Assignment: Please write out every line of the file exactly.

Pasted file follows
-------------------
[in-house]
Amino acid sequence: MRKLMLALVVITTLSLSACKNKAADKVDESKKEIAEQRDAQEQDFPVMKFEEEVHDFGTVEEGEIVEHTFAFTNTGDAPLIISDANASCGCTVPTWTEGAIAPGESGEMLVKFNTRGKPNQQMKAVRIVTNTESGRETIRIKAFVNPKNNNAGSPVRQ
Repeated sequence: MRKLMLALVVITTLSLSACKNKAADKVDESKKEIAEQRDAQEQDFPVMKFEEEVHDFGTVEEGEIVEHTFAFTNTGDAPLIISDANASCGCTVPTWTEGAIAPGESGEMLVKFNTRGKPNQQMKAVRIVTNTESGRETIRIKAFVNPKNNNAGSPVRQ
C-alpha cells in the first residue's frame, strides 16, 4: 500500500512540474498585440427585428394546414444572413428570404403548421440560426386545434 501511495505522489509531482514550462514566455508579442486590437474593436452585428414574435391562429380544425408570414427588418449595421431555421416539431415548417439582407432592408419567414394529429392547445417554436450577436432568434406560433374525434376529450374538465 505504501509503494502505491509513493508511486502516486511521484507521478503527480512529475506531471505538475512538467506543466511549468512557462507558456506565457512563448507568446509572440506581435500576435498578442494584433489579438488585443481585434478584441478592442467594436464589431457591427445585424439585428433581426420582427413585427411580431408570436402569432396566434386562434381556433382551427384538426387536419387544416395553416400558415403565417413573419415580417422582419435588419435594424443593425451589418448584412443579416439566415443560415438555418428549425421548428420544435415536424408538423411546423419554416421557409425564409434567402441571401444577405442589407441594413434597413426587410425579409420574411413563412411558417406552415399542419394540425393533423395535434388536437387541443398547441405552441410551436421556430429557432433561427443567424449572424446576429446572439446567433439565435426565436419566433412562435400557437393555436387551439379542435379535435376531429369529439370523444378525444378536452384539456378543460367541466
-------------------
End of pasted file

[in-house]
Amino acid sequence: MRKLMLALVVITTLSLSACKNKAADKVDESKKEIAEQRDAQEQDFPVMKFEEEVHDFGTVEEGEIVEHTFAFTNTGDAPLIISDANASCGCTVPTWTEGAIAPGESGEMLVKFNTRGKPNQQMKAVRIVTNTESGRETIRIKAFVNPKNNNAGSPVRQ
Repeated sequence: MRKLMLALVVITTLSLSACKNKAADKVDESKKEIAEQRDAQEQDFPVMKFEEEVHDFGTVEEGEIVEHTFAFTNTGDAPLIISDANASCGCTVPTWTEGAIAPGESGEMLVKFNTRGKPNQQMKAVRIVTNTESGRETIRIKAFVNPKNNNAGSPVRQ
C-alpha cells in the first residue's frame, strides 16, 4: 500500500512540474498585440427585428394546414444572413428570404403548421440560426386545434 501511495505522489509531482514550462514566455508579442486590437474593436452585428414574435391562429380544425408570414427588418449595421431555421416539431415548417439582407432592408419567414394529429392547445417554436450577436432568434406560433374525434376529450374538465 505504501509503494502505491509513493508511486502516486511521484507521478503527480512529475506531471505538475512538467506543466511549468512557462507558456506565457512563448507568446509572440506581435500576435498578442494584433489579438488585443481585434478584441478592442467594436464589431457591427445585424439585428433581426420582427413585427411580431408570436402569432396566434386562434381556433382551427384538426387536419387544416395553416400558415403565417413573419415580417422582419435588419435594424443593425451589418448584412443579416439566415443560415438555418428549425421548428420544435415536424408538423411546423419554416421557409425564409434567402441571401444577405442589407441594413434597413426587410425579409420574411413563412411558417406552415399542419394540425393533423395535434388536437387541443398547441405552441410551436421556430429557432433561427443567424449572424446576429446572439446567433439565435426565436419566433412562435400557437393555436387551439379542435379535435376531429369529439370523444378525444378536452384539456378543460367541466